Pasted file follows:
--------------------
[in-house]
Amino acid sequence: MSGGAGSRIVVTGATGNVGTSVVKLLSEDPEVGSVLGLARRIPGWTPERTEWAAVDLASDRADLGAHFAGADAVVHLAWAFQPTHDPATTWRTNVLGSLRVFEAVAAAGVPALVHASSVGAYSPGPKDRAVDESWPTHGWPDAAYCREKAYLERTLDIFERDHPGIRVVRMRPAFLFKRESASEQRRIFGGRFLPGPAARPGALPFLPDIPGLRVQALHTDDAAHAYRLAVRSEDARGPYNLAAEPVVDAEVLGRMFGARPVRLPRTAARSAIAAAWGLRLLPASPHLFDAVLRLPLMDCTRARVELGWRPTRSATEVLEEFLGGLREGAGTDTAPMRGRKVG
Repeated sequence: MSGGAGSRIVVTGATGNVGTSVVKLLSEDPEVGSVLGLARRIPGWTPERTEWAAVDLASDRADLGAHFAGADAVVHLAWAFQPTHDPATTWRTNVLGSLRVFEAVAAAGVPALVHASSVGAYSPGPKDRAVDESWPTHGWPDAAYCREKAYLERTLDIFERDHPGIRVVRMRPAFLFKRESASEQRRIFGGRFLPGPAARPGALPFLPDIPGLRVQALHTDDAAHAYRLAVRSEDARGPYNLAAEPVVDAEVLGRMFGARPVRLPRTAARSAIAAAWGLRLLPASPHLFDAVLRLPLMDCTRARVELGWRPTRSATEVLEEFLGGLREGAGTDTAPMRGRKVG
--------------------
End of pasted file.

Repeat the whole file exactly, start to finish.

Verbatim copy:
[in-house]
Amino acid sequence: MSGGAGSRIVVTGATGNVGTSVVKLLSEDPEVGSVLGLARRIPGWTPERTEWAAVDLASDRADLGAHFAGADAVVHLAWAFQPTHDPATTWRTNVLGSLRVFEAVAAAGVPALVHASSVGAYSPGPKDRAVDESWPTHGWPDAAYCREKAYLERTLDIFERDHPGIRVVRMRPAFLFKRESASEQRRIFGGRFLPGPAARPGALPFLPDIPGLRVQALHTDDAAHAYRLAVRSEDARGPYNLAAEPVVDAEVLGRMFGARPVRLPRTAARSAIAAAWGLRLLPASPHLFDAVLRLPLMDCTRARVELGWRPTRSATEVLEEFLGGLREGAGTDTAPMRGRKVG
Repeated sequence: MSGGAGSRIVVTGATGNVGTSVVKLLSEDPEVGSVLGLARRIPGWTPERTEWAAVDLASDRADLGAHFAGADAVVHLAWAFQPTHDPATTWRTNVLGSLRVFEAVAAAGVPALVHASSVGAYSPGPKDRAVDESWPTHGWPDAAYCREKAYLERTLDIFERDHPGIRVVRMRPAFLFKRESASEQRRIFGGRFLPGPAARPGALPFLPDIPGLRVQALHTDDAAHAYRLAVRSEDARGPYNLAAEPVVDAEVLGRMFGARPVRLPRTAARSAIAAAWGLRLLPASPHLFDAVLRLPLMDCTRARVELGWRPTRSATEVLEEFLGGLREGAGTDTAPMRGRKVG